Explore the stunning diversity of the world’s birds in one volume. Co-published by Lynx Edicions and the Cornell Lab of Ornithology, Bird Families of the World distills 17 volumes of the encyclopedic Handbook of Birds of the World into a single book. Read an article by author and Cornell professor David Winkler about how you can enrich your birding experiences by delving into the information and photographs about each family.

Purchase the book from Wild Bird Unlimited at Sapsucker Woods. $99.95 plus free shipping. Cornell Lab members receive a 10% discount. At checkout, enter the code: labmember.

FeederWatch Special

Join Project FeederWatch—a citizen-science survey of winter bird populations—by February 29 and get a free online course: "Be a Better Birder 1: Size and Shape." Learn bird identification through expert tips and interactive quizzes with this self-paced course.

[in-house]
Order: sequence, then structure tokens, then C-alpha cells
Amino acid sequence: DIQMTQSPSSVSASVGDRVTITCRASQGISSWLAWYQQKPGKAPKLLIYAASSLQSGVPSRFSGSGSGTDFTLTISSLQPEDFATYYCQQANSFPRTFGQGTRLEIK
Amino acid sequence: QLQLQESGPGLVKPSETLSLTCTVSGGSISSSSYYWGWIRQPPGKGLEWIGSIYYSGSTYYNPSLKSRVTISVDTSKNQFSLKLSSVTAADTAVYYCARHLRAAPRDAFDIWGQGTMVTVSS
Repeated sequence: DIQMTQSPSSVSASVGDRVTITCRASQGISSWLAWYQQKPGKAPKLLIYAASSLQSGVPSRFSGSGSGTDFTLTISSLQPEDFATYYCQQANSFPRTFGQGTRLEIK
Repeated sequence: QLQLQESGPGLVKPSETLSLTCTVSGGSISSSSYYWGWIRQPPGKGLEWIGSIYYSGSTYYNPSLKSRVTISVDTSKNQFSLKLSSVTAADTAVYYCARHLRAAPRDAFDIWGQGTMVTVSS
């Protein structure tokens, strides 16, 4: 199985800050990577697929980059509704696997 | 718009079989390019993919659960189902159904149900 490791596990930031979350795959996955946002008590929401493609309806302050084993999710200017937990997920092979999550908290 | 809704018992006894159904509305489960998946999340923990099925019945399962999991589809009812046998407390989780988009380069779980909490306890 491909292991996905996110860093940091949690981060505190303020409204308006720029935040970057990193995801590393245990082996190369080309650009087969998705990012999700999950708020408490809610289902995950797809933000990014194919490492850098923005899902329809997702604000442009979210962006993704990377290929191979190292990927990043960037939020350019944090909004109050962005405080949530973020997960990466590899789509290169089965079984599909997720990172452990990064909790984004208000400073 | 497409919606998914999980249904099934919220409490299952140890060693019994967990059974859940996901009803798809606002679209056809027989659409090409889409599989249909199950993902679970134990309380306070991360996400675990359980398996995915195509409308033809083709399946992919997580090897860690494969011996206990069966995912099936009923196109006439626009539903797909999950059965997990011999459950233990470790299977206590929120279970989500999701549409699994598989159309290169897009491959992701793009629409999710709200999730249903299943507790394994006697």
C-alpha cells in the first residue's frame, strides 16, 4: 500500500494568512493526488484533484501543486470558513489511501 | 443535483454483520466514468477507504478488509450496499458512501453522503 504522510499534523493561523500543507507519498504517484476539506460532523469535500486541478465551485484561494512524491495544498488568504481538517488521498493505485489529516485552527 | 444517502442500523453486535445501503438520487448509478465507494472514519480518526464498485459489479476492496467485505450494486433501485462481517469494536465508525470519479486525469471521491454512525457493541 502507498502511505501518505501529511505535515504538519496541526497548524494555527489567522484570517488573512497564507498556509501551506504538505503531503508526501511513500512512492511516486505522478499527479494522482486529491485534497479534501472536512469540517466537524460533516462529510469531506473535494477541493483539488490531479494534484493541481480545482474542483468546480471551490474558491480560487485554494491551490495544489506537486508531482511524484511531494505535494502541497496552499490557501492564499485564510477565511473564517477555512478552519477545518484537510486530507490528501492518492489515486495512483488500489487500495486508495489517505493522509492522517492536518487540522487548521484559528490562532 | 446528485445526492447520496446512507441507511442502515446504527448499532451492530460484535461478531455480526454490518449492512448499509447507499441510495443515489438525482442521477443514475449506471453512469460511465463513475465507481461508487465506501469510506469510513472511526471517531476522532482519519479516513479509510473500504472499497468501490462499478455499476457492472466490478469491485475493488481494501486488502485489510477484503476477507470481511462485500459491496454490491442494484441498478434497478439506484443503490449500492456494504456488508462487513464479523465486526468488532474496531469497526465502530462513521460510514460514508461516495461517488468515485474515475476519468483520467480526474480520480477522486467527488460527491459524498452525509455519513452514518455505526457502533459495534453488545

Bonus: because this FeederWatch season is well underway, you will automatically be signed up for next season, free (November 2016-April 2017).

You don't have to be an expert. All you need is a bird feeder, a window, and an interest in birds. Sign up now! Offer applies only to online orders in February.

Stay in Touch on Facebook: Please join our community of 595,000 fans for a daily dose of bird quizzes, gorgeous videos, fascinating articles, and tons of photos.  
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Job Openings

Look for opportunities at the Cornell Lab in web development, outreach, and research. Are you a good match, or do you know someone who might be? See listings.

The Cornell Lab of Ornithology is a membership institution dedicated to interpreting and conserving the earth’s biological diversity through research, education, and citizen science focused on birds. Visit the Cornell Lab’s website at